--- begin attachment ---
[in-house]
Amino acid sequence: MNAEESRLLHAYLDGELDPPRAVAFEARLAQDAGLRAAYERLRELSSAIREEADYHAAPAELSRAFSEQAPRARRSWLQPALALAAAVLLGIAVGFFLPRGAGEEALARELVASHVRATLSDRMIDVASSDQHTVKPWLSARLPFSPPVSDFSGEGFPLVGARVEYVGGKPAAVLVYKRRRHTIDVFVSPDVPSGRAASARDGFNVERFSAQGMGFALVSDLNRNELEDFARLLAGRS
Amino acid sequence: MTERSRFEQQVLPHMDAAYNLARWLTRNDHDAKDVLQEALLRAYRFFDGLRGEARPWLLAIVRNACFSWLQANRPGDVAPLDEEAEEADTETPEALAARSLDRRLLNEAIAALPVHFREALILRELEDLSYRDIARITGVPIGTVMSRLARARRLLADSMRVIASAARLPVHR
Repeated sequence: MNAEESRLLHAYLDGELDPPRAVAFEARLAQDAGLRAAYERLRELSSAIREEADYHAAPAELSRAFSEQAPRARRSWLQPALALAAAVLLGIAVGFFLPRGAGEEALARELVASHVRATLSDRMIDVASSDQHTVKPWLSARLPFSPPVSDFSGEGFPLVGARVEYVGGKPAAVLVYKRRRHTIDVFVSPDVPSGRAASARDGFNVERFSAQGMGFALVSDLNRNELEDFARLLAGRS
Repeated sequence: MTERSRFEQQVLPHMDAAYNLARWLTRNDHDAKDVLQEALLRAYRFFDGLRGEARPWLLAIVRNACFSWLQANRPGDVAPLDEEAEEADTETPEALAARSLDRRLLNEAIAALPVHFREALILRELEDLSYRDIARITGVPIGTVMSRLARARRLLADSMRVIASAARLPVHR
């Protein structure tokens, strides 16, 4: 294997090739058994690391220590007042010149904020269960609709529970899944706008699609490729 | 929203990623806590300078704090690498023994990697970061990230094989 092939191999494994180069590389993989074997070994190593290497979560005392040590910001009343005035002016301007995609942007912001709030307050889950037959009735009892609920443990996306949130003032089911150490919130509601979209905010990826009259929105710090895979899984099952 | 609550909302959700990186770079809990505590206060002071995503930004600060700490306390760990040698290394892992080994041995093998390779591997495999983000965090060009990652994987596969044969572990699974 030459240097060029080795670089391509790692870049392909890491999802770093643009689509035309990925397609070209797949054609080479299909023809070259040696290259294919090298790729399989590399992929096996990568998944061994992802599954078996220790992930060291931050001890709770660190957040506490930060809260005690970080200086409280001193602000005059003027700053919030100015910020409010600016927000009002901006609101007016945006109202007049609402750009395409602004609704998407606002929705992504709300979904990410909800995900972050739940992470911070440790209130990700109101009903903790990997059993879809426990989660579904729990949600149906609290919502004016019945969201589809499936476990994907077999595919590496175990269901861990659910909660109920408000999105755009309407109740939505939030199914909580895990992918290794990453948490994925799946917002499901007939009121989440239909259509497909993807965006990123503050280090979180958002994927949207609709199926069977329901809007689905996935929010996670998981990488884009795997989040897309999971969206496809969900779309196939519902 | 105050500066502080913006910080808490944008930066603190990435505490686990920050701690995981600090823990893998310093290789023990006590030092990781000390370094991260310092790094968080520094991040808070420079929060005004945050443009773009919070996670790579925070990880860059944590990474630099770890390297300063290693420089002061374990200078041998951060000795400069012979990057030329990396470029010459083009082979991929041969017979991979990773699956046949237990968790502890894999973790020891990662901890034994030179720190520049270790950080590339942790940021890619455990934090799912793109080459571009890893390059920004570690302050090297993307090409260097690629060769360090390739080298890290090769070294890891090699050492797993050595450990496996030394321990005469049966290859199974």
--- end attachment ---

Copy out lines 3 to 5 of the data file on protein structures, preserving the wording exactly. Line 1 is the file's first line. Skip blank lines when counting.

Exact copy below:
Amino acid sequence: MTERSRFEQQVLPHMDAAYNLARWLTRNDHDAKDVLQEALLRAYRFFDGLRGEARPWLLAIVRNACFSWLQANRPGDVAPLDEEAEEADTETPEALAARSLDRRLLNEAIAALPVHFREALILRELEDLSYRDIARITGVPIGTVMSRLARARRLLADSMRVIASAARLPVHR
Repeated sequence: MNAEESRLLHAYLDGELDPPRAVAFEARLAQDAGLRAAYERLRELSSAIREEADYHAAPAELSRAFSEQAPRARRSWLQPALALAAAVLLGIAVGFFLPRGAGEEALARELVASHVRATLSDRMIDVASSDQHTVKPWLSARLPFSPPVSDFSGEGFPLVGARVEYVGGKPAAVLVYKRRRHTIDVFVSPDVPSGRAASARDGFNVERFSAQGMGFALVSDLNRNELEDFARLLAGRS
Repeated sequence: MTERSRFEQQVLPHMDAAYNLARWLTRNDHDAKDVLQEALLRAYRFFDGLRGEARPWLLAIVRNACFSWLQANRPGDVAPLDEEAEEADTETPEALAARSLDRRLLNEAIAALPVHFREALILRELEDLSYRDIARITGVPIGTVMSRLARARRLLADSMRVIASAARLPVHR